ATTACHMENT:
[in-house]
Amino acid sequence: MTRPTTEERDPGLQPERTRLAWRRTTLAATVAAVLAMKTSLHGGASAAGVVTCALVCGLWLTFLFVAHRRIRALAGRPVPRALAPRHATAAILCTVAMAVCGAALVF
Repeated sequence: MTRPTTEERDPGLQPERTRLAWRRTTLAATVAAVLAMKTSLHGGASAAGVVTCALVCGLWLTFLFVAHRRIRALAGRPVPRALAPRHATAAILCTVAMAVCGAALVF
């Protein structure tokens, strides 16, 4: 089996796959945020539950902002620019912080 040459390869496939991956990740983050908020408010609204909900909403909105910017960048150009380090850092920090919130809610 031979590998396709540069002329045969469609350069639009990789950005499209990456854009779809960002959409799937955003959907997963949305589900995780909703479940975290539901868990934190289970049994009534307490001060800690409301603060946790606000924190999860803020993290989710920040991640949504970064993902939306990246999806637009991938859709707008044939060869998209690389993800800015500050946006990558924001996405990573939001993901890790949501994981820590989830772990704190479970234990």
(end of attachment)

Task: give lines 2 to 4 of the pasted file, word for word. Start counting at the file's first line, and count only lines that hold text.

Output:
Amino acid sequence: MTRPTTEERDPGLQPERTRLAWRRTTLAATVAAVLAMKTSLHGGASAAGVVTCALVCGLWLTFLFVAHRRIRALAGRPVPRALAPRHATAAILCTVAMAVCGAALVF
Repeated sequence: MTRPTTEERDPGLQPERTRLAWRRTTLAATVAAVLAMKTSLHGGASAAGVVTCALVCGLWLTFLFVAHRRIRALAGRPVPRALAPRHATAAILCTVAMAVCGAALVF
């Protein structure tokens, strides 16, 4: 089996796959945020539950902002620019912080 040459390869496939991956990740983050908020408010609204909900909403909105910017960048150009380090850092920090919130809610 031979590998396709540069002329045969469609350069639009990789950005499209990456854009779809960002959409799937955003959907997963949305589900995780909703479940975290539901868990934190289970049994009534307490001060800690409301603060946790606000924190999860803020993290989710920040991640949504970064993902939306990246999806637009991938859709707008044939060869998209690389993800800015500050946006990558924001996405990573939001993901890790949501994981820590989830772990704190479970234990």